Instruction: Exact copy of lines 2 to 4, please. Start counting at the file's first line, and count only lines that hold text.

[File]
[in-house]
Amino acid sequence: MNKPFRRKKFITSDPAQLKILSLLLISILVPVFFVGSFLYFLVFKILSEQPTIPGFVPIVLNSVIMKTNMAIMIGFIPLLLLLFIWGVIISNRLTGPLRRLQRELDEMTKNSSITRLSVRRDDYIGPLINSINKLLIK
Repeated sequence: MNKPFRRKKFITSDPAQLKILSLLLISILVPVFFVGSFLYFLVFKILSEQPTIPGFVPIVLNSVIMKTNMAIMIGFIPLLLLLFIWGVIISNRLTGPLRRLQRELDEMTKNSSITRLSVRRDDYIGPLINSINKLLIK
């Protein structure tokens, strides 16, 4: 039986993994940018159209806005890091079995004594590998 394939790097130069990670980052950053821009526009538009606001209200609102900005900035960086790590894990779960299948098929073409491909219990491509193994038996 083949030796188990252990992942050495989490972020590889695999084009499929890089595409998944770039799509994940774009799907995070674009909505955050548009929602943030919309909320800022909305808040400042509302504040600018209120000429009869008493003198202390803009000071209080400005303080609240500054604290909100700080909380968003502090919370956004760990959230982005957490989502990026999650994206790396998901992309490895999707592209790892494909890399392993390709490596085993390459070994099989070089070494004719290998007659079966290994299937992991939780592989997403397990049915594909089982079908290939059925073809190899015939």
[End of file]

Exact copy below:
Amino acid sequence: MNKPFRRKKFITSDPAQLKILSLLLISILVPVFFVGSFLYFLVFKILSEQPTIPGFVPIVLNSVIMKTNMAIMIGFIPLLLLLFIWGVIISNRLTGPLRRLQRELDEMTKNSSITRLSVRRDDYIGPLINSINKLLIK
Repeated sequence: MNKPFRRKKFITSDPAQLKILSLLLISILVPVFFVGSFLYFLVFKILSEQPTIPGFVPIVLNSVIMKTNMAIMIGFIPLLLLLFIWGVIISNRLTGPLRRLQRELDEMTKNSSITRLSVRRDDYIGPLINSINKLLIK
């Protein structure tokens, strides 16, 4: 039986993994940018159209806005890091079995004594590998 394939790097130069990670980052950053821009526009538009606001209200609102900005900035960086790590894990779960299948098929073409491909219990491509193994038996 083949030796188990252990992942050495989490972020590889695999084009499929890089595409998944770039799509994940774009799907995070674009909505955050548009929602943030919309909320800022909305808040400042509302504040600018209120000429009869008493003198202390803009000071209080400005303080609240500054604290909100700080909380968003502090919370956004760990959230982005957490989502990026999650994206790396998901992309490895999707592209790892494909890399392993390709490596085993390459070994099989070089070494004719290998007659079966290994299937992991939780592989997403397990049915594909089982079908290939059925073809190899015939």